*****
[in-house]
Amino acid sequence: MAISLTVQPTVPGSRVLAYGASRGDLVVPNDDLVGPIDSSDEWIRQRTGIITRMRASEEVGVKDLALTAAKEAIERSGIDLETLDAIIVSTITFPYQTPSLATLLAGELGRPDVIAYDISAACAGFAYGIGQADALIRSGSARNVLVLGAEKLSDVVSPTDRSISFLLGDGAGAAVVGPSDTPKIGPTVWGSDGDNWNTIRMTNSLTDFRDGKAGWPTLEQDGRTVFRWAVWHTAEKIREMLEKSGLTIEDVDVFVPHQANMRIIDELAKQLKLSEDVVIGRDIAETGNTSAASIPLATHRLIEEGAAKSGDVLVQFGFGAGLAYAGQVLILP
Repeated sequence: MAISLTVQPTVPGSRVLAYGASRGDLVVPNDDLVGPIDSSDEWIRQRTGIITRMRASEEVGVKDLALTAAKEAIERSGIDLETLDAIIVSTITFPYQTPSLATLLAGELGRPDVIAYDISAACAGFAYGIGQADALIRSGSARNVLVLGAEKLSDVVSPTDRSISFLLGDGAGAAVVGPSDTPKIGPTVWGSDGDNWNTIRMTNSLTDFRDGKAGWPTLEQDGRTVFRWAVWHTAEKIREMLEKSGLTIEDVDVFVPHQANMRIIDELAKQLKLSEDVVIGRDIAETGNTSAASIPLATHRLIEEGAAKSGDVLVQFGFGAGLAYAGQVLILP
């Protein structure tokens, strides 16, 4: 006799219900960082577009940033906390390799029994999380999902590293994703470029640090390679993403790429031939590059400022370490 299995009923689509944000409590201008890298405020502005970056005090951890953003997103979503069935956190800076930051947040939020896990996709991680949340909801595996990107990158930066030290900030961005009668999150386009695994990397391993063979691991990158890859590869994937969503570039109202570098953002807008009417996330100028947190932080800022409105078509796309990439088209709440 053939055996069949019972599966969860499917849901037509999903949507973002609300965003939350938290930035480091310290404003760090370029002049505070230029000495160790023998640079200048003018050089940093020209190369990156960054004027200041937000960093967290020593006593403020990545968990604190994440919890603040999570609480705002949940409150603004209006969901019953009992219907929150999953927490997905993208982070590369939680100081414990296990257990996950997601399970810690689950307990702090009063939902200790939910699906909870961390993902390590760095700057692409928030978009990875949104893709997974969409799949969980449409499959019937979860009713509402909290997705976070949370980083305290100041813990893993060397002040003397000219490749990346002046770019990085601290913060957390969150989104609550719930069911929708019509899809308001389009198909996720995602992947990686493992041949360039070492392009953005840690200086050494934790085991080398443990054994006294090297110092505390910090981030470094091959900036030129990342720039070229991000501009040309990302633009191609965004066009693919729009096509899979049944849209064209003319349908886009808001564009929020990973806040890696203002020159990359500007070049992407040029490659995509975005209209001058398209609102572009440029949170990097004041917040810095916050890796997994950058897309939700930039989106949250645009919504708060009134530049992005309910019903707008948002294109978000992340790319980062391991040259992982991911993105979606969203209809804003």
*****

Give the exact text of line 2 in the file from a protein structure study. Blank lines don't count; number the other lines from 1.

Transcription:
Amino acid sequence: MAISLTVQPTVPGSRVLAYGASRGDLVVPNDDLVGPIDSSDEWIRQRTGIITRMRASEEVGVKDLALTAAKEAIERSGIDLETLDAIIVSTITFPYQTPSLATLLAGELGRPDVIAYDISAACAGFAYGIGQADALIRSGSARNVLVLGAEKLSDVVSPTDRSISFLLGDGAGAAVVGPSDTPKIGPTVWGSDGDNWNTIRMTNSLTDFRDGKAGWPTLEQDGRTVFRWAVWHTAEKIREMLEKSGLTIEDVDVFVPHQANMRIIDELAKQLKLSEDVVIGRDIAETGNTSAASIPLATHRLIEEGAAKSGDVLVQFGFGAGLAYAGQVLILP